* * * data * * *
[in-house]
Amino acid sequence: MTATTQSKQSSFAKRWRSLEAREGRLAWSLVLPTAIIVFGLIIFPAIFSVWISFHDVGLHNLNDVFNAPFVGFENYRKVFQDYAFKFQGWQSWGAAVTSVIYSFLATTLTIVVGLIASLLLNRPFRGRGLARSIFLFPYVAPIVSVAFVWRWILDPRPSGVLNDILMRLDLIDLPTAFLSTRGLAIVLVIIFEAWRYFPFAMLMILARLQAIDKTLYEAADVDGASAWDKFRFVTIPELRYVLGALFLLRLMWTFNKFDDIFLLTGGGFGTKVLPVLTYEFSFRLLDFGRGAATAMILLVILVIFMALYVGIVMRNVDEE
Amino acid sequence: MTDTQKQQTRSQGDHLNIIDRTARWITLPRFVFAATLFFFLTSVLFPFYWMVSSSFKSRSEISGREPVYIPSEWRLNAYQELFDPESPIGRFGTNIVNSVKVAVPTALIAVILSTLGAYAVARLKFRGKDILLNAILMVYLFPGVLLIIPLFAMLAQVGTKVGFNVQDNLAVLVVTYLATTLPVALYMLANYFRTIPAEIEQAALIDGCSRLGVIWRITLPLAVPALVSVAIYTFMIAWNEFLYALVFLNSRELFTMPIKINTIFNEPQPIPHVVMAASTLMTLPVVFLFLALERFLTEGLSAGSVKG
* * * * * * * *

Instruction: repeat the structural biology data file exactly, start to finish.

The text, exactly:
[in-house]
Amino acid sequence: MTATTQSKQSSFAKRWRSLEAREGRLAWSLVLPTAIIVFGLIIFPAIFSVWISFHDVGLHNLNDVFNAPFVGFENYRKVFQDYAFKFQGWQSWGAAVTSVIYSFLATTLTIVVGLIASLLLNRPFRGRGLARSIFLFPYVAPIVSVAFVWRWILDPRPSGVLNDILMRLDLIDLPTAFLSTRGLAIVLVIIFEAWRYFPFAMLMILARLQAIDKTLYEAADVDGASAWDKFRFVTIPELRYVLGALFLLRLMWTFNKFDDIFLLTGGGFGTKVLPVLTYEFSFRLLDFGRGAATAMILLVILVIFMALYVGIVMRNVDEE
Amino acid sequence: MTDTQKQQTRSQGDHLNIIDRTARWITLPRFVFAATLFFFLTSVLFPFYWMVSSSFKSRSEISGREPVYIPSEWRLNAYQELFDPESPIGRFGTNIVNSVKVAVPTALIAVILSTLGAYAVARLKFRGKDILLNAILMVYLFPGVLLIIPLFAMLAQVGTKVGFNVQDNLAVLVVTYLATTLPVALYMLANYFRTIPAEIEQAALIDGCSRLGVIWRITLPLAVPALVSVAIYTFMIAWNEFLYALVFLNSRELFTMPIKINTIFNEPQPIPHVVMAASTLMTLPVVFLFLALERFLTEGLSAGSVKG